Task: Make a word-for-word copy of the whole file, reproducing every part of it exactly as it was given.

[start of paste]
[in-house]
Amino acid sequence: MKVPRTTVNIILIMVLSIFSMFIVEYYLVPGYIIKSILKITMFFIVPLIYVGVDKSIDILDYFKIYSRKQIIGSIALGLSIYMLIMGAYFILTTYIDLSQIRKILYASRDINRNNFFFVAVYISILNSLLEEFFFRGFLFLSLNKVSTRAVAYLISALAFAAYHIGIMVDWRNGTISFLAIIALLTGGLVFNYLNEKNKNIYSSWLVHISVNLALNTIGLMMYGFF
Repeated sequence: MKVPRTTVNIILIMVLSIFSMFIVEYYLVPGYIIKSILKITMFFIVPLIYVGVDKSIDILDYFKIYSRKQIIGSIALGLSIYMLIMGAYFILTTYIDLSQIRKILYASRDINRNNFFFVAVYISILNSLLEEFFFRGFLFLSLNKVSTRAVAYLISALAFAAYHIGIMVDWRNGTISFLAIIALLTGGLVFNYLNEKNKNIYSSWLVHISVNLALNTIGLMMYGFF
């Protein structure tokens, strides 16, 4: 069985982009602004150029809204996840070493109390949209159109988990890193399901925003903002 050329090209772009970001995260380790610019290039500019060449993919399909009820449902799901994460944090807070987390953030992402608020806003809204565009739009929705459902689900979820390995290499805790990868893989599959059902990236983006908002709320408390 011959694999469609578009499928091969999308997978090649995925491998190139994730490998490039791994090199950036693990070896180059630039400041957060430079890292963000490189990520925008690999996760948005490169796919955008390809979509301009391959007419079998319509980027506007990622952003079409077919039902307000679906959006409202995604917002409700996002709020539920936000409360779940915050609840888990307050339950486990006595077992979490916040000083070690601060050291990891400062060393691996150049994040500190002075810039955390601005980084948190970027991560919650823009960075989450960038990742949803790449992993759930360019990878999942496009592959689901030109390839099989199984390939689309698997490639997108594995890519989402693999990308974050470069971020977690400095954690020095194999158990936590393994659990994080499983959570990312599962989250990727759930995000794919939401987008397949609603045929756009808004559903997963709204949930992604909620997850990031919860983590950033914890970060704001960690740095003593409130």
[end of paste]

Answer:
[in-house]
Amino acid sequence: MKVPRTTVNIILIMVLSIFSMFIVEYYLVPGYIIKSILKITMFFIVPLIYVGVDKSIDILDYFKIYSRKQIIGSIALGLSIYMLIMGAYFILTTYIDLSQIRKILYASRDINRNNFFFVAVYISILNSLLEEFFFRGFLFLSLNKVSTRAVAYLISALAFAAYHIGIMVDWRNGTISFLAIIALLTGGLVFNYLNEKNKNIYSSWLVHISVNLALNTIGLMMYGFF
Repeated sequence: MKVPRTTVNIILIMVLSIFSMFIVEYYLVPGYIIKSILKITMFFIVPLIYVGVDKSIDILDYFKIYSRKQIIGSIALGLSIYMLIMGAYFILTTYIDLSQIRKILYASRDINRNNFFFVAVYISILNSLLEEFFFRGFLFLSLNKVSTRAVAYLISALAFAAYHIGIMVDWRNGTISFLAIIALLTGGLVFNYLNEKNKNIYSSWLVHISVNLALNTIGLMMYGFF
């Protein structure tokens, strides 16, 4: 069985982009602004150029809204996840070493109390949209159109988990890193399901925003903002 050329090209772009970001995260380790610019290039500019060449993919399909009820449902799901994460944090807070987390953030992402608020806003809204565009739009929705459902689900979820390995290499805790990868893989599959059902990236983006908002709320408390 011959694999469609578009499928091969999308997978090649995925491998190139994730490998490039791994090199950036693990070896180059630039400041957060430079890292963000490189990520925008690999996760948005490169796919955008390809979509301009391959007419079998319509980027506007990622952003079409077919039902307000679906959006409202995604917002409700996002709020539920936000409360779940915050609840888990307050339950486990006595077992979490916040000083070690601060050291990891400062060393691996150049994040500190002075810039955390601005980084948190970027991560919650823009960075989450960038990742949803790449992993759930360019990878999942496009592959689901030109390839099989199984390939689309698997490639997108594995890519989402693999990308974050470069971020977690400095954690020095194999158990936590393994659990994080499983959570990312599962989250990727759930995000794919939401987008397949609603045929756009808004559903997963709204949930992604909620997850990031919860983590950033914890970060704001960690740095003593409130």